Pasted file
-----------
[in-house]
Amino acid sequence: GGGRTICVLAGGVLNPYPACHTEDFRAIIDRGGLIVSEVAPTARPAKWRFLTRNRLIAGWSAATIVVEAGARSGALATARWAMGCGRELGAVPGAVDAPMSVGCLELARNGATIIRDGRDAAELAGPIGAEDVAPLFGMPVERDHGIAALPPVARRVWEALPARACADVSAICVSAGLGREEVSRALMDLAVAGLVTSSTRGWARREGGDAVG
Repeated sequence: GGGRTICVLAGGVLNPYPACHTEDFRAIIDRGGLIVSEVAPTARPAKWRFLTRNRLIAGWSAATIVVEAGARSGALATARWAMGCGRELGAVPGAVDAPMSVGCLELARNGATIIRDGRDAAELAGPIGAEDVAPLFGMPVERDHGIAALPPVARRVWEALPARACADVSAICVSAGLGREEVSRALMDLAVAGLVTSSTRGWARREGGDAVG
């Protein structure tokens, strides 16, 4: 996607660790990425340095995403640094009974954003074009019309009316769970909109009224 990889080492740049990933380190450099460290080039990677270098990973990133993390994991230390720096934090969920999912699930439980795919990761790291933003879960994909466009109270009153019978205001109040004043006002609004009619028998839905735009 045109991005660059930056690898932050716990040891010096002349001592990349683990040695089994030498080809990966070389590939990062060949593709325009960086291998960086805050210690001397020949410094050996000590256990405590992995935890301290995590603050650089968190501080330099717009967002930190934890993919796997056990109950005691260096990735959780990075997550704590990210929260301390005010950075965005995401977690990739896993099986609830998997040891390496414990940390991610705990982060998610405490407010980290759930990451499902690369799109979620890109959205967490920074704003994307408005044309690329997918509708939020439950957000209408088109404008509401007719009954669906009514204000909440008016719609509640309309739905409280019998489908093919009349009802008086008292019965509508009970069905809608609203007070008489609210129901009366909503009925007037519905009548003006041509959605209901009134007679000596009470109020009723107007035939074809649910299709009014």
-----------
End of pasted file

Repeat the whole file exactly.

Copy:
[in-house]
Amino acid sequence: GGGRTICVLAGGVLNPYPACHTEDFRAIIDRGGLIVSEVAPTARPAKWRFLTRNRLIAGWSAATIVVEAGARSGALATARWAMGCGRELGAVPGAVDAPMSVGCLELARNGATIIRDGRDAAELAGPIGAEDVAPLFGMPVERDHGIAALPPVARRVWEALPARACADVSAICVSAGLGREEVSRALMDLAVAGLVTSSTRGWARREGGDAVG
Repeated sequence: GGGRTICVLAGGVLNPYPACHTEDFRAIIDRGGLIVSEVAPTARPAKWRFLTRNRLIAGWSAATIVVEAGARSGALATARWAMGCGRELGAVPGAVDAPMSVGCLELARNGATIIRDGRDAAELAGPIGAEDVAPLFGMPVERDHGIAALPPVARRVWEALPARACADVSAICVSAGLGREEVSRALMDLAVAGLVTSSTRGWARREGGDAVG
């Protein structure tokens, strides 16, 4: 996607660790990425340095995403640094009974954003074009019309009316769970909109009224 990889080492740049990933380190450099460290080039990677270098990973990133993390994991230390720096934090969920999912699930439980795919990761790291933003879960994909466009109270009153019978205001109040004043006002609004009619028998839905735009 045109991005660059930056690898932050716990040891010096002349001592990349683990040695089994030498080809990966070389590939990062060949593709325009960086291998960086805050210690001397020949410094050996000590256990405590992995935890301290995590603050650089968190501080330099717009967002930190934890993919796997056990109950005691260096990735959780990075997550704590990210929260301390005010950075965005995401977690990739896993099986609830998997040891390496414990940390991610705990982060998610405490407010980290759930990451499902690369799109979620890109959205967490920074704003994307408005044309690329997918509708939020439950957000209408088109404008509401007719009954669906009514204000909440008016719609509640309309739905409280019998489908093919009349009802008086008292019965509508009970069905809608609203007070008489609210129901009366909503009925007037519905009548003006041509959605209901009134007679000596009470109020009723107007035939074809649910299709009014």